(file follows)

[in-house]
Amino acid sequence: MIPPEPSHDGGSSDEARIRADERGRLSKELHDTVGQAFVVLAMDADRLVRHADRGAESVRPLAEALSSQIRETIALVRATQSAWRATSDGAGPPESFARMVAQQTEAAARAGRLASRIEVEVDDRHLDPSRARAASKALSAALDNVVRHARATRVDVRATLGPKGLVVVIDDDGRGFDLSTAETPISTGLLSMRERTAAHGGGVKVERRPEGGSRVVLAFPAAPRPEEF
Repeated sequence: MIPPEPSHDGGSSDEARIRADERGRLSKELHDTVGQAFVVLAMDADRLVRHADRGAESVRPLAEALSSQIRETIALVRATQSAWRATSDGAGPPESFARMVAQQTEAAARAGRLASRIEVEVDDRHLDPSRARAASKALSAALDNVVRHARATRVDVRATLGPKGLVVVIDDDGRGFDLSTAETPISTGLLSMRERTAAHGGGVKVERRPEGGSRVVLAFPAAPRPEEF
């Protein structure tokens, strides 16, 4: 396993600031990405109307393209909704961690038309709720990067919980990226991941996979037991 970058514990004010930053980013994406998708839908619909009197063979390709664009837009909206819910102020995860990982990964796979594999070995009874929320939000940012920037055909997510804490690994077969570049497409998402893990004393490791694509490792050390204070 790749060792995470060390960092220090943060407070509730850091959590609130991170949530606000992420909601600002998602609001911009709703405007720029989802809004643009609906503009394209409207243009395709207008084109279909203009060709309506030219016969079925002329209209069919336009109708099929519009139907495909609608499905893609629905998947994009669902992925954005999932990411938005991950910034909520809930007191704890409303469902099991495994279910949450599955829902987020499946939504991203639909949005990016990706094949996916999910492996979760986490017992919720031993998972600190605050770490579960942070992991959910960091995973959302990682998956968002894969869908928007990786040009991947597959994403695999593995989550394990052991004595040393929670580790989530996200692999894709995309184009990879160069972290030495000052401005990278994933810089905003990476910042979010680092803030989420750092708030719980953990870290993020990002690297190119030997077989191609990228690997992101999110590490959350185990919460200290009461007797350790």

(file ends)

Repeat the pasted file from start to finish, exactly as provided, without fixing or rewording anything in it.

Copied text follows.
[in-house]
Amino acid sequence: MIPPEPSHDGGSSDEARIRADERGRLSKELHDTVGQAFVVLAMDADRLVRHADRGAESVRPLAEALSSQIRETIALVRATQSAWRATSDGAGPPESFARMVAQQTEAAARAGRLASRIEVEVDDRHLDPSRARAASKALSAALDNVVRHARATRVDVRATLGPKGLVVVIDDDGRGFDLSTAETPISTGLLSMRERTAAHGGGVKVERRPEGGSRVVLAFPAAPRPEEF
Repeated sequence: MIPPEPSHDGGSSDEARIRADERGRLSKELHDTVGQAFVVLAMDADRLVRHADRGAESVRPLAEALSSQIRETIALVRATQSAWRATSDGAGPPESFARMVAQQTEAAARAGRLASRIEVEVDDRHLDPSRARAASKALSAALDNVVRHARATRVDVRATLGPKGLVVVIDDDGRGFDLSTAETPISTGLLSMRERTAAHGGGVKVERRPEGGSRVVLAFPAAPRPEEF
């Protein structure tokens, strides 16, 4: 396993600031990405109307393209909704961690038309709720990067919980990226991941996979037991 970058514990004010930053980013994406998708839908619909009197063979390709664009837009909206819910102020995860990982990964796979594999070995009874929320939000940012920037055909997510804490690994077969570049497409998402893990004393490791694509490792050390204070 790749060792995470060390960092220090943060407070509730850091959590609130991170949530606000992420909601600002998602609001911009709703405007720029989802809004643009609906503009394209409207243009395709207008084109279909203009060709309506030219016969079925002329209209069919336009109708099929519009139907495909609608499905893609629905998947994009669902992925954005999932990411938005991950910034909520809930007191704890409303469902099991495994279910949450599955829902987020499946939504991203639909949005990016990706094949996916999910492996979760986490017992919720031993998972600190605050770490579960942070992991959910960091995973959302990682998956968002894969869908928007990786040009991947597959994403695999593995989550394990052991004595040393929670580790989530996200692999894709995309184009990879160069972290030495000052401005990278994933810089905003990476910042979010680092803030989420750092708030719980953990870290993020990002690297190119030997077989191609990228690997992101999110590490959350185990919460200290009461007797350790």